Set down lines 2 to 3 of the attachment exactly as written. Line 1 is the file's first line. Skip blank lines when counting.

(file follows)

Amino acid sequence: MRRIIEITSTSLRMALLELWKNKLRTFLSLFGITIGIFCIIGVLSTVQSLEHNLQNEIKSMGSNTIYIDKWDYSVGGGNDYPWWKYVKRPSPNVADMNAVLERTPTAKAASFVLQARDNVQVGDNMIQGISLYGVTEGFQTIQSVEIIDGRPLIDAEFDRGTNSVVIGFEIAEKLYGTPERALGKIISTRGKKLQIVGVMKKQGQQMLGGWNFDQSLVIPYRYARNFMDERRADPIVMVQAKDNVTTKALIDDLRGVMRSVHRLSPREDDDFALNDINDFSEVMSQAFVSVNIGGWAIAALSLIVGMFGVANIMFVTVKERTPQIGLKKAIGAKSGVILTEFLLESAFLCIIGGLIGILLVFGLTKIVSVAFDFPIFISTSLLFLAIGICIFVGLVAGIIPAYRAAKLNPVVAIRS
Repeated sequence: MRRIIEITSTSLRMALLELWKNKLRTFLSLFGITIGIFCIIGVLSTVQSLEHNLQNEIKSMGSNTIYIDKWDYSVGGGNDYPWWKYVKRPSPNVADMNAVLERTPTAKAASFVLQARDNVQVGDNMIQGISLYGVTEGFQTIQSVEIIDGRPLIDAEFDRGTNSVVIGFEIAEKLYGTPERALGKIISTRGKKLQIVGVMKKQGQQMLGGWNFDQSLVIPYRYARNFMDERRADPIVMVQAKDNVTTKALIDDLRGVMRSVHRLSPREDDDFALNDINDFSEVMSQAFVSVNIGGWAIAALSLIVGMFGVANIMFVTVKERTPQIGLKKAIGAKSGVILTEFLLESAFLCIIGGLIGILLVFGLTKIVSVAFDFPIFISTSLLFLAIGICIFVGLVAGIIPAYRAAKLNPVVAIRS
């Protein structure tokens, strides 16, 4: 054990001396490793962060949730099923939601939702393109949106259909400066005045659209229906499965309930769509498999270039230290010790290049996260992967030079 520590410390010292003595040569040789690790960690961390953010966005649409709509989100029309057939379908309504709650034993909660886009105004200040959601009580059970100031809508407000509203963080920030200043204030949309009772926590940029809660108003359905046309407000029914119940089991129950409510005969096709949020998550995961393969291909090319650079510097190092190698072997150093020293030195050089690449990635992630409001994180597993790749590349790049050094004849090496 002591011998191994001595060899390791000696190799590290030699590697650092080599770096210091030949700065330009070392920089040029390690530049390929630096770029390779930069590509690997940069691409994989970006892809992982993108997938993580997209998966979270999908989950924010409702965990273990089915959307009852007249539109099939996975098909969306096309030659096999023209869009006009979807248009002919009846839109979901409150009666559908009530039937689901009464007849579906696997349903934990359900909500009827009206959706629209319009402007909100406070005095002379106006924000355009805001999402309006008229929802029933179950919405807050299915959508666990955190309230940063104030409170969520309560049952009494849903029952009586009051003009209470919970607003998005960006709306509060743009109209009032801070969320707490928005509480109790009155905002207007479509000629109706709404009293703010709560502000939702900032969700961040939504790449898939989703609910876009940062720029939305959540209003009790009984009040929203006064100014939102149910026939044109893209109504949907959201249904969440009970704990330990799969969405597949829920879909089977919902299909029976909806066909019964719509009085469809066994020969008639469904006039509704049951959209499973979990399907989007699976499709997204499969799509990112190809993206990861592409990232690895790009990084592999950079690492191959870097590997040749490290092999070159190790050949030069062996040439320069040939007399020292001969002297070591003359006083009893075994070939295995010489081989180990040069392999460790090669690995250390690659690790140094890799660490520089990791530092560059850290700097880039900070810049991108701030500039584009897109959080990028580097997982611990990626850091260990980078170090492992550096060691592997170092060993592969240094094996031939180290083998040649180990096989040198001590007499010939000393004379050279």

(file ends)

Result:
Repeated sequence: MRRIIEITSTSLRMALLELWKNKLRTFLSLFGITIGIFCIIGVLSTVQSLEHNLQNEIKSMGSNTIYIDKWDYSVGGGNDYPWWKYVKRPSPNVADMNAVLERTPTAKAASFVLQARDNVQVGDNMIQGISLYGVTEGFQTIQSVEIIDGRPLIDAEFDRGTNSVVIGFEIAEKLYGTPERALGKIISTRGKKLQIVGVMKKQGQQMLGGWNFDQSLVIPYRYARNFMDERRADPIVMVQAKDNVTTKALIDDLRGVMRSVHRLSPREDDDFALNDINDFSEVMSQAFVSVNIGGWAIAALSLIVGMFGVANIMFVTVKERTPQIGLKKAIGAKSGVILTEFLLESAFLCIIGGLIGILLVFGLTKIVSVAFDFPIFISTSLLFLAIGICIFVGLVAGIIPAYRAAKLNPVVAIRS
């Protein structure tokens, strides 16, 4: 054990001396490793962060949730099923939601939702393109949106259909400066005045659209229906499965309930769509498999270039230290010790290049996260992967030079 520590410390010292003595040569040789690790960690961390953010966005649409709509989100029309057939379908309504709650034993909660886009105004200040959601009580059970100031809508407000509203963080920030200043204030949309009772926590940029809660108003359905046309407000029914119940089991129950409510005969096709949020998550995961393969291909090319650079510097190092190698072997150093020293030195050089690449990635992630409001994180597993790749590349790049050094004849090496 002591011998191994001595060899390791000696190799590290030699590697650092080599770096210091030949700065330009070392920089040029390690530049390929630096770029390779930069590509690997940069691409994989970006892809992982993108997938993580997209998966979270999908989950924010409702965990273990089915959307009852007249539109099939996975098909969306096309030659096999023209869009006009979807248009002919009846839109979901409150009666559908009530039937689901009464007849579906696997349903934990359900909500009827009206959706629209319009402007909100406070005095002379106006924000355009805001999402309006008229929802029933179950919405807050299915959508666990955190309230940063104030409170969520309560049952009494849903029952009586009051003009209470919970607003998005960006709306509060743009109209009032801070969320707490928005509480109790009155905002207007479509000629109706709404009293703010709560502000939702900032969700961040939504790449898939989703609910876009940062720029939305959540209003009790009984009040929203006064100014939102149910026939044109893209109504949907959201249904969440009970704990330990799969969405597949829920879909089977919902299909029976909806066909019964719509009085469809066994020969008639469904006039509704049951959209499973979990399907989007699976499709997204499969799509990112190809993206990861592409990232690895790009990084592999950079690492191959870097590997040749490290092999070159190790050949030069062996040439320069040939007399020292001969002297070591003359006083009893075994070939295995010489081989180990040069392999460790090669690995250390690659690790140094890799660490520089990791530092560059850290700097880039900070810049991108701030500039584009897109959080990028580097997982611990990626850091260990980078170090492992550096060691592997170092060993592969240094094996031939180290083998040649180990096989040198001590007499010939000393004379050279």